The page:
The traditional sarcotesta eaters of southwestern Australia

Introduction  Why did Noongar people ferment Macrozamia sarcotesta? Was it to detoxify it? It is our contention that over many thousands of years of trial-and-error and empirical scientific observations, the Noongar developed their own unique and sustainable food processing techniques, in particular the controlled anaerobic fermentation of the fruit (seed covering, outer rind) of Macrozamia to … Continued

Pre-contact indigenous Fremantle

Consultations were held between Noongar Elders and Fremantle Ports’ representatives in 2009.  Numerous ideas were generated as a result of workshops facilitated by consulting anthropologists Ken Macintyre and Barb Dobson at Fremantle Ports. All the Elders agreed that a map of pre-contact indigenous Fremantle should be created which showed the original topographic and vegetation features … Continued

Some notes on Banksia useage in traditional Noongar culture

Cultural knowledge determines what we eat, the timing of eating and how food is prepared.  Probably in the distant past when the original inhabitants of this land were adapting to their new environment, they ate certain plant products (roots, berries, gums and fruits) that made them ill or even killed them.  From these trial-and-error experiments … Continued

Day time reckoning: “Light time” in traditional Noongar culture

“Light time” could be described as a Noongar way of time reckoning using a system of daily categories based on the intensity of light from dawn to dusk.  ‘Wanting to know the ideas of the blacks of the origin of mankind, I got him [Mokare] this evening after some difficulty to understand my questions, when … Continued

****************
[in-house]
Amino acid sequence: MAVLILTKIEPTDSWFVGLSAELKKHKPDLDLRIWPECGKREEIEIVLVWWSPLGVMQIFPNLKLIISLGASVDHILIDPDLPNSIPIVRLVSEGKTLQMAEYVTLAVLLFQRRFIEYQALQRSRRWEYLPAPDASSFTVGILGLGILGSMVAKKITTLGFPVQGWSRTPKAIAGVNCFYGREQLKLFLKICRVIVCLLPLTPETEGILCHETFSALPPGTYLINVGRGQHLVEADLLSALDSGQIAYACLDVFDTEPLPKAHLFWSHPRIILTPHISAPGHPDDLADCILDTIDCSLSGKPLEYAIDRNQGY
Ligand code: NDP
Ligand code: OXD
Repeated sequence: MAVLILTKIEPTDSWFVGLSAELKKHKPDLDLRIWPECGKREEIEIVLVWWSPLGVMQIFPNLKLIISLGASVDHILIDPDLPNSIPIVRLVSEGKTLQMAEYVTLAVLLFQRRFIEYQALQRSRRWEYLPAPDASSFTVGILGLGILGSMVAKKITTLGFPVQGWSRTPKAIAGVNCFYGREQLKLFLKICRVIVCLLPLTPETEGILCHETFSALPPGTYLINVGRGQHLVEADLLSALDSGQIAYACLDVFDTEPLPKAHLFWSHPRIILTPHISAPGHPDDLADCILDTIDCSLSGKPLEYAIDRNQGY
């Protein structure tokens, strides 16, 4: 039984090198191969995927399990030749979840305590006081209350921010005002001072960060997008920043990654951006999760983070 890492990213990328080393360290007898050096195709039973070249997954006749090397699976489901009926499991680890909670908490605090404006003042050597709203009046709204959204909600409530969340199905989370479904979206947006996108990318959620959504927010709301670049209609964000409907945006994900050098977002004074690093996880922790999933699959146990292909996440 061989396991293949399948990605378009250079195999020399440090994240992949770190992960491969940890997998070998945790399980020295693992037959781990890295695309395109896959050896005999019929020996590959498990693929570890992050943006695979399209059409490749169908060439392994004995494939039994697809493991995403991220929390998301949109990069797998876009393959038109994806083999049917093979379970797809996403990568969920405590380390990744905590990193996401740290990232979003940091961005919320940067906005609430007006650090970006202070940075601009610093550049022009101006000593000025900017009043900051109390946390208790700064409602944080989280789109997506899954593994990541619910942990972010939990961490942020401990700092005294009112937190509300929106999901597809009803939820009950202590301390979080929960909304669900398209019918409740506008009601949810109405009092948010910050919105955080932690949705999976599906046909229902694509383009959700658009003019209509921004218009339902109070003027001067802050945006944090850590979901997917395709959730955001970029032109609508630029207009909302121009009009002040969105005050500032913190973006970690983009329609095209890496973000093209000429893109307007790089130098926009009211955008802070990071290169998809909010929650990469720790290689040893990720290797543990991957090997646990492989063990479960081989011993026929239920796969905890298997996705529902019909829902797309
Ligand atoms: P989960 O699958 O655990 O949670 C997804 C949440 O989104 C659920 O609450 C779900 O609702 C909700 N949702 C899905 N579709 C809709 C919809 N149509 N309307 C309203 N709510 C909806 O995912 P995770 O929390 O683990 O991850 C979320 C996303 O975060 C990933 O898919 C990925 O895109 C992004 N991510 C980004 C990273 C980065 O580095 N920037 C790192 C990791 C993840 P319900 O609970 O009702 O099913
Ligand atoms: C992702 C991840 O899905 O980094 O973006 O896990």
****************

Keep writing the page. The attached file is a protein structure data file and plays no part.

Toodyay – A Little Bird’s Song

History is highly dependent on how we interpret the past and what we want to believe now.  As long as we can remember there has been a controversy over the meaning and origin of the name Toodyay.  We have been led to believe by our local Council that the name derives from a Ballardong term … Continued

Typha root: an ancient nutritious food in Noongar culture

In our paper on bardi grubs we mooted the possibility that indigenous people of southwestern Australia practised the earliest known form of insect husbandry. It is not hard to imagine that these same people also practised a type of incipient agriculture, as noted by Grey (1841: 294) with his reference to the cultivation of yunjeedie … Continued

The conveyor of souls: the Pied Cormorant

“… in the Faroe Islands, Siberia, and among the Ipiutak of Alaska, for example, diving birds are thought to ferry spirits of the dead to the next world, situated under water rather than in the heavens”

The Puzzle of the Bardi Grub in Nyungar Culture

As anthropologists we have often been confused by the use of the indigenous terms bardi and witchetty used to describe edible grubs in Australia.  These terms are often used interchangeably to the point where bardi becomes defined as a witjuti grub and vice versa.  How confusing is that?

Root Bark Eating in Southwestern Australia

Root bark is a little understood bush tucker that was once consumed by the indigenous Nyoongar people of inland southwestern Australia.1 The bark was collected to extract nutritious plant sugars found in the inner bark and vascular cambium of the roots of certain species of Eucalyptus trees.  The living inner bark and vascular tissue forms … Continued

Report on the “Owl stone” Aboriginal site at Red Hill, northeast of Perth

‘Aboriginal culture and tradition is inseparable from the land. When land and its natural features are destroyed, a large part of Aboriginal history and culture is destroyed. The reality is that not only are Aboriginal people losing their physical space but they are losing the physical manifestations of their history, culture and identity – and … Continued

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